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April 27, 2015 | by  | in Māori Matters |
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Te Reo Māori

One of the current issues that seems to be the currently most debated in the Māori world is the normalisation of te reo Māori in all facets of life. There seems to be two factions: those who support a normalisation of te reo Māori in Aotearoa as a whole; and those who support the idea that te reo Māori is for Māori and to be almost reverently treated. Personally, I agree with the former more than the latter. A language cannot survive, grow and thrive if it is relegated to ceremonial purposes or restricted to private homes. E ora ai te reo, me kōrero i ngā wāhi katoa.

In relating to this Māori-wide issue, we can focus an aspect of it towards the university context. Can we, as New Zealanders, normalise te reo Māori in a tertiary institution? We see bilingual signs everywhere at Vic. Taiwhanga kauhau is the most widely used, seen on nearly every entrance to the lecture theatres. Even Faculties and Schools have a Māori translation, such as Te Wāhanga Aronui (FHSS) and Te Kura Mātai Hinengaro (The School of Psychology). We have shown that we can translate signage. So what? It’s all good and dandy to tick off the “yes, satisfied the minority” box, but what can Vic and we as students do to normalise te reo Māori?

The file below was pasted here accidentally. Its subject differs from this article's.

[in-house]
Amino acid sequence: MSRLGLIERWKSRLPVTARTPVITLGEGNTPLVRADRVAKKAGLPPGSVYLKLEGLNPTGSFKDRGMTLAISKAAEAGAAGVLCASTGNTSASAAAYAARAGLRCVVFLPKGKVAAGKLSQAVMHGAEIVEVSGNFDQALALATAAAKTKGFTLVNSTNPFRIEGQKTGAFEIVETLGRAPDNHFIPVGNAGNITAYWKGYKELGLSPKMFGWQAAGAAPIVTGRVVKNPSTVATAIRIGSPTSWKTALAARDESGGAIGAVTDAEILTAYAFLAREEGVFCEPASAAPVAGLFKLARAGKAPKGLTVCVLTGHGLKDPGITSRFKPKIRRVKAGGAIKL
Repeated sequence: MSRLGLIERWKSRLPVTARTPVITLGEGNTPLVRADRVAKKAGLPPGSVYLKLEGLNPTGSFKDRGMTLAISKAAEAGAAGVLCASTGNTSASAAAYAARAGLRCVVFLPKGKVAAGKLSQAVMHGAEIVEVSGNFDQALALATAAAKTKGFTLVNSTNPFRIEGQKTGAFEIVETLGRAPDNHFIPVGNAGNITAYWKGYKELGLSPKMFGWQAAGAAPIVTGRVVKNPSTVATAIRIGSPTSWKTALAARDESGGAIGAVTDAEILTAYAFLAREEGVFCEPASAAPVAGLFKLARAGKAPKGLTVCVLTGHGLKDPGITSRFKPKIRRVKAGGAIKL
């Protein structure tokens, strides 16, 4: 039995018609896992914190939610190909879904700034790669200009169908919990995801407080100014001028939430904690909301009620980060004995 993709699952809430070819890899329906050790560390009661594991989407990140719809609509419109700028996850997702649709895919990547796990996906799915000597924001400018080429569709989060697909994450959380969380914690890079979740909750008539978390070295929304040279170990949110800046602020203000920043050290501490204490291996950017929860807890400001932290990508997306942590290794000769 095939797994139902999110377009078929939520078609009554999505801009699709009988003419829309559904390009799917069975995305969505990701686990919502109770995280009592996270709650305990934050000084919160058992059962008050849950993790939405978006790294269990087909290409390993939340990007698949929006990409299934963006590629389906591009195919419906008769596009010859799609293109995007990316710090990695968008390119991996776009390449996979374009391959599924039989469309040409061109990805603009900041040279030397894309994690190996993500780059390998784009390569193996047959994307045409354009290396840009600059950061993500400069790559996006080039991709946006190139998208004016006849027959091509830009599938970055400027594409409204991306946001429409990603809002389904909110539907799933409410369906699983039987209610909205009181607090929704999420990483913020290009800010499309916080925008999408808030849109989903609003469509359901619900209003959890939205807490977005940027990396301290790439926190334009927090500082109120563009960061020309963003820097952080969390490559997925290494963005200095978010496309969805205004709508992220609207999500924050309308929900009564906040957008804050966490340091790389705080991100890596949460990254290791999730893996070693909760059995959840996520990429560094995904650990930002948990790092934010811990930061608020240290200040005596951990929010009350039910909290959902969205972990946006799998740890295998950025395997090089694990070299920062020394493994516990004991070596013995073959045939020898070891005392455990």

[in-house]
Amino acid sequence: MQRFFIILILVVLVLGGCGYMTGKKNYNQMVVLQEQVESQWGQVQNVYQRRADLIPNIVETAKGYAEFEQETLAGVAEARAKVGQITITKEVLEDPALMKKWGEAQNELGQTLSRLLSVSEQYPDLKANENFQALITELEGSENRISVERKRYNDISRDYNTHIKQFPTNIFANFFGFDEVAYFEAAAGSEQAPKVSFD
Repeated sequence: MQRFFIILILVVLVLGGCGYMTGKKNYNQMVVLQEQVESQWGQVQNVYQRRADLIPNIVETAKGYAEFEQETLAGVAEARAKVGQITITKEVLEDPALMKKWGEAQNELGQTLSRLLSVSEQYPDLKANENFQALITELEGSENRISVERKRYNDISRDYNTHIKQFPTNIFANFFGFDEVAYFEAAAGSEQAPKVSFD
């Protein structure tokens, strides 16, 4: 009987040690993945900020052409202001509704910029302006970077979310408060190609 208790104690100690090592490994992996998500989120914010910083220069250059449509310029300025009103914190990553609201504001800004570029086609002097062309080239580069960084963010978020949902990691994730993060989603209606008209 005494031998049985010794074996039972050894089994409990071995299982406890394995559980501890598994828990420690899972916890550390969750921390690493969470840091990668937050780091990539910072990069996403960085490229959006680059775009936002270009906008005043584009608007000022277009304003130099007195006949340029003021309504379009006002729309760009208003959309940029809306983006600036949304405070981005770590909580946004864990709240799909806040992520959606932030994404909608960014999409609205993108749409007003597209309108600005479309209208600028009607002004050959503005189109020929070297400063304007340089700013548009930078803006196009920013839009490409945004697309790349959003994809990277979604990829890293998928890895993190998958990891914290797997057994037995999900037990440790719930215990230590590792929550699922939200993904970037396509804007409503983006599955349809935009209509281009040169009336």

The more people are exposed to any language, the more they are normalised to it. If you go to France, you are expected to encounter French at every point in your travels. Why not the same for Māori? This is New Zealand, the country internationally famous for haka, tā moko and fierce, brown warriors. We are famous for BEING MĀORI. However, what push comes to shove, the Government does not support cultural regenesis as much as it should. But is it the Government’s fault? No. It is all of ours. Te reo Māori cannot be revitalised in a day, but we can at least expose as many people as possible to it, can we not? Te Taura Whiri’s new idea for Te Reo Māori week of introducing a “new” Māori word a week for people is one strategy that allows us as agents of cultural regenesis to normalise the language.

Tl; dr: My university issue is the representation of te reo Māori at Victoria. Te reo Māori is still on the rocks and it is with us as University students and as the University as the whole to normalise the language and help with its revitalisation.

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Ten things I wish my friends knew about being Māori

: 1). I wish my friends knew that when they ask me what “percentage” of Māori I am—half, quarter, or eighth—they make me feel like a human pie chart. I don’t know how people can ask this so nonchalantly, but they do. So I want to let you know: this is a very threatening